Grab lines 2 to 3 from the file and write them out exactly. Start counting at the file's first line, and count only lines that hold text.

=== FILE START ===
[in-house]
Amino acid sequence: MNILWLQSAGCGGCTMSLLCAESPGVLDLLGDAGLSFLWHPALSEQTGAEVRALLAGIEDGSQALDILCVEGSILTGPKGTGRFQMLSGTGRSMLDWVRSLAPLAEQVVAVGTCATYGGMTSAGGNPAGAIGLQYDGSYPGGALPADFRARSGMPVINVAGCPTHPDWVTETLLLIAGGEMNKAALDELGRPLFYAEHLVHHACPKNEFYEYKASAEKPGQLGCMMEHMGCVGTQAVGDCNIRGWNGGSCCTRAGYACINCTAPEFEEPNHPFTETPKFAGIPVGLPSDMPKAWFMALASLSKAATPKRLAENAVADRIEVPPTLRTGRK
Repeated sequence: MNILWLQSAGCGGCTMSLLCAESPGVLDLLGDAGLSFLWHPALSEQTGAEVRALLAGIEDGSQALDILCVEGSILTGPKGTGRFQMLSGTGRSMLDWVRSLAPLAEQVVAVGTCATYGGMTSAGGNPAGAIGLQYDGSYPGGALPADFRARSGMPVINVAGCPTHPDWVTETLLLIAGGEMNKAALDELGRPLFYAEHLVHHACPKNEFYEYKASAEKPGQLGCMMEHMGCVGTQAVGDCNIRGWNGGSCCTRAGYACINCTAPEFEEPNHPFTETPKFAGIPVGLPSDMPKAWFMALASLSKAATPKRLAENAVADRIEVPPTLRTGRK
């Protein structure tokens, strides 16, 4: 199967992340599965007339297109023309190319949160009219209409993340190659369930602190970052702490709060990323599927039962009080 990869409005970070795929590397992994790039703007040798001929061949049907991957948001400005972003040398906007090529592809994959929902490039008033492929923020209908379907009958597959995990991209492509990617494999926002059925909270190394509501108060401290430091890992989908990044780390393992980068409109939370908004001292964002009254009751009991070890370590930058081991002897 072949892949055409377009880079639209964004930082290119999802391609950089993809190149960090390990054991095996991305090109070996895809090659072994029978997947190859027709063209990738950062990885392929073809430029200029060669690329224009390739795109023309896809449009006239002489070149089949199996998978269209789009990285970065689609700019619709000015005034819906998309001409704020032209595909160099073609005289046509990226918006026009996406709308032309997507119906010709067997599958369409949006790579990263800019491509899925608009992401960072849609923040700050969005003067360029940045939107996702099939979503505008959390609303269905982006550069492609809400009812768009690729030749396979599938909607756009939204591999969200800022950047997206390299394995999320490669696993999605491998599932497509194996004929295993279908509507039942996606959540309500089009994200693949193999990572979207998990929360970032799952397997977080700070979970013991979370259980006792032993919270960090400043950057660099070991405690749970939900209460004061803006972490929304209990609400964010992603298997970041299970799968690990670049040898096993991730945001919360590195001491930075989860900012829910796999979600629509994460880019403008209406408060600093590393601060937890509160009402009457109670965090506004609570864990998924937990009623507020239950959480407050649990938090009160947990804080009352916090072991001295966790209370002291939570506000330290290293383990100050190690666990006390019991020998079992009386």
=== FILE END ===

Amino acid sequence: MNILWLQSAGCGGCTMSLLCAESPGVLDLLGDAGLSFLWHPALSEQTGAEVRALLAGIEDGSQALDILCVEGSILTGPKGTGRFQMLSGTGRSMLDWVRSLAPLAEQVVAVGTCATYGGMTSAGGNPAGAIGLQYDGSYPGGALPADFRARSGMPVINVAGCPTHPDWVTETLLLIAGGEMNKAALDELGRPLFYAEHLVHHACPKNEFYEYKASAEKPGQLGCMMEHMGCVGTQAVGDCNIRGWNGGSCCTRAGYACINCTAPEFEEPNHPFTETPKFAGIPVGLPSDMPKAWFMALASLSKAATPKRLAENAVADRIEVPPTLRTGRK
Repeated sequence: MNILWLQSAGCGGCTMSLLCAESPGVLDLLGDAGLSFLWHPALSEQTGAEVRALLAGIEDGSQALDILCVEGSILTGPKGTGRFQMLSGTGRSMLDWVRSLAPLAEQVVAVGTCATYGGMTSAGGNPAGAIGLQYDGSYPGGALPADFRARSGMPVINVAGCPTHPDWVTETLLLIAGGEMNKAALDELGRPLFYAEHLVHHACPKNEFYEYKASAEKPGQLGCMMEHMGCVGTQAVGDCNIRGWNGGSCCTRAGYACINCTAPEFEEPNHPFTETPKFAGIPVGLPSDMPKAWFMALASLSKAATPKRLAENAVADRIEVPPTLRTGRK